Reviving the lost vision of a German architect

Richard Paulick's vision for post-war Shanghai is still referred to by today's urban planners.
Hou Li / Ti Gong

German architect Richard Paulick

Natasha Paulick, granddaughter of German architect Richard Paulick who co-drafted the post-war Greater Shanghai Plan, introduced her grandfather’s life and work in DDR Berlin during her recent visit to Shanghai for the annual book fair.

“He designed Karl-Marx-Allee and I’m now living in his former apartment on top of a building he designed there,” said Natasha Paulick, who visited her grandfather’s former Chinese student, architectural scholar Li Dehua, during her Shanghai trip. “We can gaze upon the world from above and felt somewhat removed from the gray, everyday life in the streets below.”

It was Tongji University professor Hou Li’s research and recent book that aroused extensive interest in this German architect whose 16 years in Shanghai had been long forgotten.

Before coming to Shanghai in 1933, Richard Paulick had studied architecture at the Dresden Technical University and established close  ties with the Bauhaus architects in Dessau .

He then worked for Bauhaus master Walter Gropius in Dessau and later in Berlin. In 1933, he migrated to China and stayed in Shanghai until 1949.

During his exile, he founded design company Modern Homes with his brother and worked as an architect, interior designer, stage designer and a professor at St John’s University.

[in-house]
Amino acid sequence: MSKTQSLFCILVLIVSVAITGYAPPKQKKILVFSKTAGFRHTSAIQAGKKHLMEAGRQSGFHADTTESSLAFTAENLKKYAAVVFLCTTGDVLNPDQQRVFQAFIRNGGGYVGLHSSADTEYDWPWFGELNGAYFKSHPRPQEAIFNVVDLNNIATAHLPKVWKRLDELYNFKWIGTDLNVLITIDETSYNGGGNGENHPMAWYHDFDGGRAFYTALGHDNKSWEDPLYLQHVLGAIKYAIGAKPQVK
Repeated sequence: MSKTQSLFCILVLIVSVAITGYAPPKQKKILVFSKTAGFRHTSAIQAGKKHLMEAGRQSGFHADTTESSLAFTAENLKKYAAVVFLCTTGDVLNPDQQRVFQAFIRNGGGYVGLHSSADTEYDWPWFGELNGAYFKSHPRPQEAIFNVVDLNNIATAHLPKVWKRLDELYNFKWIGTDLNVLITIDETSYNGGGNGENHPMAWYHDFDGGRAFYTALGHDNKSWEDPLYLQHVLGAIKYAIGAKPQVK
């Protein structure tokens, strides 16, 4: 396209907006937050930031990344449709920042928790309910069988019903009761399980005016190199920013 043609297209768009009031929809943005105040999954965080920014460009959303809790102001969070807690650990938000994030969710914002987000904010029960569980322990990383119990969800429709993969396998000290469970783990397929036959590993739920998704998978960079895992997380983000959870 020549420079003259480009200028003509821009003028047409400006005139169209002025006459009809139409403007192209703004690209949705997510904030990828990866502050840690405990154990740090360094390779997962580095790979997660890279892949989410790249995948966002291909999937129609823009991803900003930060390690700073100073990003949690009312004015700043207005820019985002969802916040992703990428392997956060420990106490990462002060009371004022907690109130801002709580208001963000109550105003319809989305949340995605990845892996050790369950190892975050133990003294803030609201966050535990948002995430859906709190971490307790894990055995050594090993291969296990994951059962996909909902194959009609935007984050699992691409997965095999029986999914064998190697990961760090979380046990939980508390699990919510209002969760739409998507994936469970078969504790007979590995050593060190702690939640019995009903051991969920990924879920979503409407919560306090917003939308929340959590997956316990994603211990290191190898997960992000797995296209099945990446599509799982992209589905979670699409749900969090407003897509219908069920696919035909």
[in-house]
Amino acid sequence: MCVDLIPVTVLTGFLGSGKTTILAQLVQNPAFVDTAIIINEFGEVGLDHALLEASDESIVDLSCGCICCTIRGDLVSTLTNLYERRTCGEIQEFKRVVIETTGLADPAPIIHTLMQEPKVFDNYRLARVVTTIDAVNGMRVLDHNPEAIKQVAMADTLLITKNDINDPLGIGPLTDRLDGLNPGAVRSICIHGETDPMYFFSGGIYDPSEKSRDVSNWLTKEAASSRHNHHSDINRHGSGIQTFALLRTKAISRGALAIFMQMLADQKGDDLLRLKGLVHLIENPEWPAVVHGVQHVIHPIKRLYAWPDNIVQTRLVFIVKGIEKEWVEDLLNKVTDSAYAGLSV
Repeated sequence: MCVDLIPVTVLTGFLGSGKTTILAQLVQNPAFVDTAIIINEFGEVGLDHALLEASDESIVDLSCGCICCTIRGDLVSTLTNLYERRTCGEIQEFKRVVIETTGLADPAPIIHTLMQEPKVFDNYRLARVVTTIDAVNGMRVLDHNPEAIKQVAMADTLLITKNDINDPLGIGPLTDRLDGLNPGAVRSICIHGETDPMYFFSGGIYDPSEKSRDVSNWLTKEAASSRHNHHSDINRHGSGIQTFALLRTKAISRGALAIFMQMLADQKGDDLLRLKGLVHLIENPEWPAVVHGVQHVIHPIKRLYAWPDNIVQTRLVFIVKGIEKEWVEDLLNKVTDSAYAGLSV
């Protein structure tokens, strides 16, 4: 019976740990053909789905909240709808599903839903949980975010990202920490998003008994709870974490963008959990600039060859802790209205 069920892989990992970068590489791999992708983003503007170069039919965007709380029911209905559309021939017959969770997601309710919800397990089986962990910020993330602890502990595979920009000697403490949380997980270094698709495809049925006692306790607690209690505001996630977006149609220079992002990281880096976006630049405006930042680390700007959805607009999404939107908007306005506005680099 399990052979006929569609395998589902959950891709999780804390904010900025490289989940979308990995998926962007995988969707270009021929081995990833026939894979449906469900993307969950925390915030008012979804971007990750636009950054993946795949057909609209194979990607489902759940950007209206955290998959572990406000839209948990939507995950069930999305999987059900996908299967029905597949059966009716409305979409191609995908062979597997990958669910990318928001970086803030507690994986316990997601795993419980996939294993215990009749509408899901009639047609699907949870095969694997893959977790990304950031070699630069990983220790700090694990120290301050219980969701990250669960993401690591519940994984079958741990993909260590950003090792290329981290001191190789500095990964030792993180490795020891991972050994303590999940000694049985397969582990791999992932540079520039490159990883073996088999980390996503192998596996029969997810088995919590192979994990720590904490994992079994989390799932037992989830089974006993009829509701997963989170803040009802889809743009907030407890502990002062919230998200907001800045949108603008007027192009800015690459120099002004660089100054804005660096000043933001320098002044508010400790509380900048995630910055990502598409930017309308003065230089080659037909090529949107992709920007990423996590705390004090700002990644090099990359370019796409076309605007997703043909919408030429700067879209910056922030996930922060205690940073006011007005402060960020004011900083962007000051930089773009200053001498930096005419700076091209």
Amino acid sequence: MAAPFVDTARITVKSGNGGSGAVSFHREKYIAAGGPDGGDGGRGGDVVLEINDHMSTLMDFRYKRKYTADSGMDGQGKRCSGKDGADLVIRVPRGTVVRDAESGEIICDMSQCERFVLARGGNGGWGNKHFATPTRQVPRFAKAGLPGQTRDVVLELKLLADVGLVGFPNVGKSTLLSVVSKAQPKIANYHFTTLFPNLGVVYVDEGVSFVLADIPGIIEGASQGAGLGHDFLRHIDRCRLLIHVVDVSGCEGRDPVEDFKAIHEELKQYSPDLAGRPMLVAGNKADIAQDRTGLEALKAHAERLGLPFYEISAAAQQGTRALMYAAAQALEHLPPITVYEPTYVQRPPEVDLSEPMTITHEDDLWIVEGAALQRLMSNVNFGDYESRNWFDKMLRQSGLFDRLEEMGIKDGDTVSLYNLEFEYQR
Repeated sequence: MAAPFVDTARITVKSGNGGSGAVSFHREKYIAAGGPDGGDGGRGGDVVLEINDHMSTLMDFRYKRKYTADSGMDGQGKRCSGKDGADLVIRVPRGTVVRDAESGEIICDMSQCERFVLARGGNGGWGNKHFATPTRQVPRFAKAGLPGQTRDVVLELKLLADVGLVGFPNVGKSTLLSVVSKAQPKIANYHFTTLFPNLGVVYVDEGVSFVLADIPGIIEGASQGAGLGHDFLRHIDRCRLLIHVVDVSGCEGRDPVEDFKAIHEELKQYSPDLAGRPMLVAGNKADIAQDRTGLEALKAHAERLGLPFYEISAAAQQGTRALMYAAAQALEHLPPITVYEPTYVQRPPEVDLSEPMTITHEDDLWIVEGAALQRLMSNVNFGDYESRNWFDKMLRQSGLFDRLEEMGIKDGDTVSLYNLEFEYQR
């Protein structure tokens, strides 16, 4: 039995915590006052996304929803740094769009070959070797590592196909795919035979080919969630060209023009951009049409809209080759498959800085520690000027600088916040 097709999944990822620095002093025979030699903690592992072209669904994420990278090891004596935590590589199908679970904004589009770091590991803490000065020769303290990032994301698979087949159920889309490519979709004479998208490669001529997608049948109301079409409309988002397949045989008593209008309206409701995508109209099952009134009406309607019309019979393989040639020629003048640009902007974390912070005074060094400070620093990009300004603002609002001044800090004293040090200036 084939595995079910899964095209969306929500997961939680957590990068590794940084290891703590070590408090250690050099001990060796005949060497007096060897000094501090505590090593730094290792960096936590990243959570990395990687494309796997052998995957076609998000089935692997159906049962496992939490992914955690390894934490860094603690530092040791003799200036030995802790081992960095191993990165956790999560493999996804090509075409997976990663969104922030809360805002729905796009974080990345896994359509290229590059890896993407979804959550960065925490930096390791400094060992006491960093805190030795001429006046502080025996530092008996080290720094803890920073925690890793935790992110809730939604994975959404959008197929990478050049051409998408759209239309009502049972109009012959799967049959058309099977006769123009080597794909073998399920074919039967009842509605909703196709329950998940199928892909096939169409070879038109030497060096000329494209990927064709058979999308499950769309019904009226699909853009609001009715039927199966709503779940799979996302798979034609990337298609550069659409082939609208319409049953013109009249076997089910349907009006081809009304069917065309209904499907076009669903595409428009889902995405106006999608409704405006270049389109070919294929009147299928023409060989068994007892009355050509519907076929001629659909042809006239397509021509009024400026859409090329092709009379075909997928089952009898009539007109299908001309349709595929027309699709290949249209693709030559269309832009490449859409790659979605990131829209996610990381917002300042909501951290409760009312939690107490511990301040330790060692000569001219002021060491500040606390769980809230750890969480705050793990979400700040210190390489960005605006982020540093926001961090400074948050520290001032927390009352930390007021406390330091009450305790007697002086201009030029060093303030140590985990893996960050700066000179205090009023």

In 1945, he was commissioned by the Kuomintang government as a core member of the team drafting the post-war Greater Shanghai Plan in the 1940s.

Paulick and his Chinese colleagues completed the final third edition of the plan in 1949 which they gave to the New China government.

Hou Li / Ti Gong

Berlin Stalinallee Section C in the 1970s

Although the blueprint wasn’t implemented, it has become an important reference for Shanghai’s urban planning.

“Paulick spent 16 years of his golden age in Shanghai, from 30 to 46,” says professor Hou.

“Here he not only made a living by designing homes for the wealthy families, but also discussed the industrialization and modernization of China and his vision for Shanghai's urban planning,” Hou says, adding that Paulick’s vision included constructing a deep-water international port, which is now a reality.

The professor says that it must have been a hard decision for Paulick to decide to return to Berlin on October 1, 1949, four months after Shanghai was liberated.

“I believe no matter whether he had chosen to go to the United States, Brazil or West Germany, he would have had a rich life owing to his personality, rich experience, talent and ability,” Hou says.

“No wonder he had a new career highlight in Berlin after 46 years old, where he became chief architect of Stalinallee Section C (the present Karl-Marx-Allee), where Natasha’s apartment  is just upstairs. I believe there are more archives in her home for me to dig out to study this German architect.”

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